Sunday, June 14, 2009

Libros del Awesome : Some Will Not Die


Welcome again to Libros del Awesome, my own thing where I showcase books I found in the bargain bin that are pretty damn good. Today I'm reviewing Some Will Not Die by Algis Budrys.

I found this at the Book Nook a little ways down the road from my house. I had previously only been there after dark and never gotten to go through the bins out in front, and as I suspected that was where all the real gold was. While the interior is populated mostly by what you'd expect - i.e. nothing top-shelf, lots of midlist stuff I don't know enough about to know if it's any good, leftover fad books - the bargain bins are full of all the "junk" paperbacks etc. that they can't get rid of. I left with a pile of books that were weather-beaten and had silverfish running around in them, but they were still mostly in good condition.

I was intrigued by the cover art, which I think you can agree is pretty awesome. I also noticed that it had been based on a short story from the fifties, which is a little earlier than you typically think of post-apoc scifi coming from, I guess just because of all the big apocalypse movies in the seventies. Really, though, some of the most famous works in that genre are from around that time. Budrys' work I think stands up pretty well with those.

SWND has your basic post-apoc scenario - a mysterious plague wipes out something like 90% of the world's population. Chaos and hilarity ensue, yadda yadda. Even though Budrys was writing this at the dawn of the nuclear age when this idea was still new, there won't be a lot that's unfamiliar here just because so much has been done with this type of story. Give the man props for being one of the first, though.

Aside from the kinda lame title - I think it's too passive - my only other problem with the book was how it jumps around in time. Half of the book starts right after the plague and attempts to follow the attempt to rebuild society, so we start out with Matt Garvin as a young man stepping out into the street after waking up from surviving the plague, then we skip forward and he's got kids, then we skip forward ... Budrys is trying to tell a huge story and he doesn't have a lot of room to work in. Fortunately there aren't many characters but it's still a bit taxing to try to remember that this current character was so-and-so's kid in the last chapter.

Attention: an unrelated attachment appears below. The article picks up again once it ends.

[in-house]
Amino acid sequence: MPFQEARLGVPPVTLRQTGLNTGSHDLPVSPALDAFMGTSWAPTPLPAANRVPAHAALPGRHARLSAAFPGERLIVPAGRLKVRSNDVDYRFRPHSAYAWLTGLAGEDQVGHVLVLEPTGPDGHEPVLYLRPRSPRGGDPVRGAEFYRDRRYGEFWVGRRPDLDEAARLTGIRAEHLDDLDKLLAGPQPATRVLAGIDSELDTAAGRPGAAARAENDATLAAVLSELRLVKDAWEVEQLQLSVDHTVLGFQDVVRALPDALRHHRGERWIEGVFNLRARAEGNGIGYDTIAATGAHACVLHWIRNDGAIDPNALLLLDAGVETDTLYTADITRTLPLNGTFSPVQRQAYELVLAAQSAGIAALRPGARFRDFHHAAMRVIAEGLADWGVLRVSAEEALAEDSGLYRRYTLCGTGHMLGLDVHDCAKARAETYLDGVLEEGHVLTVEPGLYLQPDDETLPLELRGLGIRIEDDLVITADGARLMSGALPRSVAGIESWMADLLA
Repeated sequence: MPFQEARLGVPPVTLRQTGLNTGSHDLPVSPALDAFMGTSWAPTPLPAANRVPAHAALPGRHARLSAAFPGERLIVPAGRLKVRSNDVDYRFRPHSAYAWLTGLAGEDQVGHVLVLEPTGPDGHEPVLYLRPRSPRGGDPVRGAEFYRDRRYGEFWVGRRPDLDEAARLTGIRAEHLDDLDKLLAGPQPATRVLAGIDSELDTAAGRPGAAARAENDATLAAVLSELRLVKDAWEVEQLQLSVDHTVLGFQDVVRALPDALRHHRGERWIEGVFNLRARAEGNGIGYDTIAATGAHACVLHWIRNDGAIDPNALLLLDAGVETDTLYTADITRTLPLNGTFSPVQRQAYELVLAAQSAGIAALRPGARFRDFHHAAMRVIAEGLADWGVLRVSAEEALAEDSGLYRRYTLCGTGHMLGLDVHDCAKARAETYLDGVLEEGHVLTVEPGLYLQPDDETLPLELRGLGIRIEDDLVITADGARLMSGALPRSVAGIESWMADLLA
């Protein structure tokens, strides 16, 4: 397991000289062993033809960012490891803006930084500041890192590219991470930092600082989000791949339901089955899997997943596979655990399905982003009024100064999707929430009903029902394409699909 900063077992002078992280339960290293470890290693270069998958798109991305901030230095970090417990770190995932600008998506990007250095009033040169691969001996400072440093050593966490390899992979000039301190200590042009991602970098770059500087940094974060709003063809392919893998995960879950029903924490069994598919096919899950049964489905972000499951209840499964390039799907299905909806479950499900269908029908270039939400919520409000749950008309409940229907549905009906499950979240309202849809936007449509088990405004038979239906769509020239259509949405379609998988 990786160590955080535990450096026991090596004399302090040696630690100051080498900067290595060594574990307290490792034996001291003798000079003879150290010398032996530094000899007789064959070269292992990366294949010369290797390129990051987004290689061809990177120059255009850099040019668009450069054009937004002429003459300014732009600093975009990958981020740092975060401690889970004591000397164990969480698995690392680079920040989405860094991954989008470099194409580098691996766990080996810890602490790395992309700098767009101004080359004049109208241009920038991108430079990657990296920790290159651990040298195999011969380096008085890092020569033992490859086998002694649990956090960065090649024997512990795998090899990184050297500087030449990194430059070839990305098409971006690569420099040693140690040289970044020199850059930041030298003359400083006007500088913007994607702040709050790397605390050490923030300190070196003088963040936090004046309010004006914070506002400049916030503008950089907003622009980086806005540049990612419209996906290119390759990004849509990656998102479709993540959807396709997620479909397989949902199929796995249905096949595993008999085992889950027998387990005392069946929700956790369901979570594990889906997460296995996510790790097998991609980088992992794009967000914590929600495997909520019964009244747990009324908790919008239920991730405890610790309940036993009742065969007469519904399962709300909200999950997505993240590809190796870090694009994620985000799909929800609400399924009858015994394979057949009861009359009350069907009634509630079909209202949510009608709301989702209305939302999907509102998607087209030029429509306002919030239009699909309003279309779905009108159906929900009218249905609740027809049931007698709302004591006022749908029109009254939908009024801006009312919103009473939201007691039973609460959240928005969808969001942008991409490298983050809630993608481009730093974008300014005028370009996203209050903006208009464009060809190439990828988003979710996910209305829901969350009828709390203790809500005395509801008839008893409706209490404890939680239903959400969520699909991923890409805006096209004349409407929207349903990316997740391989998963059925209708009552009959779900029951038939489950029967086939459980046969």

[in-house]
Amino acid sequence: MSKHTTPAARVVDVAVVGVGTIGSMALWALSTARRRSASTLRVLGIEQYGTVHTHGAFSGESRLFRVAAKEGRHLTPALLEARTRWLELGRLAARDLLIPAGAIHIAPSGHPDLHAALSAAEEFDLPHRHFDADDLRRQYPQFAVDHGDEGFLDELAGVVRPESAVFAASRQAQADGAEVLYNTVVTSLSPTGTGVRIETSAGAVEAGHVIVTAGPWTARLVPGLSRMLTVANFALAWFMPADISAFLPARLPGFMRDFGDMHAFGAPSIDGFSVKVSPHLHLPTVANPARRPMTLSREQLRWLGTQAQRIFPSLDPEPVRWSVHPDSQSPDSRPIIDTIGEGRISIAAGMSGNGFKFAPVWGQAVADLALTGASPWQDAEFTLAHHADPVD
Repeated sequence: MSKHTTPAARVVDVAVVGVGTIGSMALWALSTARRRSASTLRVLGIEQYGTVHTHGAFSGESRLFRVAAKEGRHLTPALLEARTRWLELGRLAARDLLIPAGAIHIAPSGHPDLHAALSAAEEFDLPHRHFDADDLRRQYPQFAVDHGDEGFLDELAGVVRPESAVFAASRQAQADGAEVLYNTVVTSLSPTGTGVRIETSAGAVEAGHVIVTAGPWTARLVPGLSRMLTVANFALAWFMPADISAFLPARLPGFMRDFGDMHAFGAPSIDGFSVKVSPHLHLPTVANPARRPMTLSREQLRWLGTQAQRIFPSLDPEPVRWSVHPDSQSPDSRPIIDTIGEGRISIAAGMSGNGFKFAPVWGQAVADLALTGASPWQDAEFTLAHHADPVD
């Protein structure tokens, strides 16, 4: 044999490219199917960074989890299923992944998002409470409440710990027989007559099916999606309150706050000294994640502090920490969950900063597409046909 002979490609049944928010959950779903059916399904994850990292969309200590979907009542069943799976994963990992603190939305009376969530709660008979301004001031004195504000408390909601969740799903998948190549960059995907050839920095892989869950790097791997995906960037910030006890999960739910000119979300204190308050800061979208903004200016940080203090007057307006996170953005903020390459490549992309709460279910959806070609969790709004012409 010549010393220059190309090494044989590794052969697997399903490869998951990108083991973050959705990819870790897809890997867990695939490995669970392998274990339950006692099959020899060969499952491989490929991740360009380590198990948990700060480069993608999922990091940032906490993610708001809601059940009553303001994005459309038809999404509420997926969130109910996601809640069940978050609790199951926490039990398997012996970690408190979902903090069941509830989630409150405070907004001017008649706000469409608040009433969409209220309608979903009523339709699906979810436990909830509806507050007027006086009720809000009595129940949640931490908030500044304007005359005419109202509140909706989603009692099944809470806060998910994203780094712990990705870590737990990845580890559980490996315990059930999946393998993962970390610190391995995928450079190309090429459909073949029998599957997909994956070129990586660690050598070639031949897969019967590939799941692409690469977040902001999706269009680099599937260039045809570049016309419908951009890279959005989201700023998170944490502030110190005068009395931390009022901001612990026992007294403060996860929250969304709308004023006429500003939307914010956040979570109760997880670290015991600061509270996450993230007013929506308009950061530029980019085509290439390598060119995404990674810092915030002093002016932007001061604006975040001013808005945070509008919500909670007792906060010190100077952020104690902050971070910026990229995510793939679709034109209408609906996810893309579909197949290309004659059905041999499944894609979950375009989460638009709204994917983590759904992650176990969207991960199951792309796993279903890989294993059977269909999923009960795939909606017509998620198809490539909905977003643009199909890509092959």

The other half is set in what you might loosely call the "present", dealing with what's going on in America a few generations after the plague. It centers around a guy named Joe Custis who hires out his nuclear battlewagon for jobs, lately he's searching for Theodore Berendtsen, legendary founder of the Second American Republic, who is supposed to be dead but whom people still fear as an evil military dictator. A lot of this stuff is good but unfortunately struck me as irrelevant until the "backstory" starts filling in gaps that are referenced in the "present-day" storyline. Even at the end, when Budrys tries to tie the two storylines together by finally getting the "backstory" current with the "present", you can already see how damn confusing this is getting and the book just kind of ends.

I guess you could make the old argument that "there are no endings in real life" or whatever. All I can say to that is, yes, that's true. That's why I'm reading a goddamn book. To me real life is mostly irrelevant to fiction in the sense of trying to accurately capture actual real-life experiences. Real life, like war, is long stretches of boredom liberally broken up with brief moments of stress, fear, excitement and challenge. Real life is not fun, it's grindingly hard and there aren't many people about whom you'd really be interested in reading the story of their life.

I know if my life were a book I'm not sure I'd want to read it. I heard someone tell me this once as an admonishment to get out there, and, I dunno, climb a mountain or something. Really, though, if my life were a book I'd want it to be something more like, say, Bruce Campbell's Make Love the Bruce Campbell Way, which is loosely based on real-life events but also fictionalized to make it way more interesting.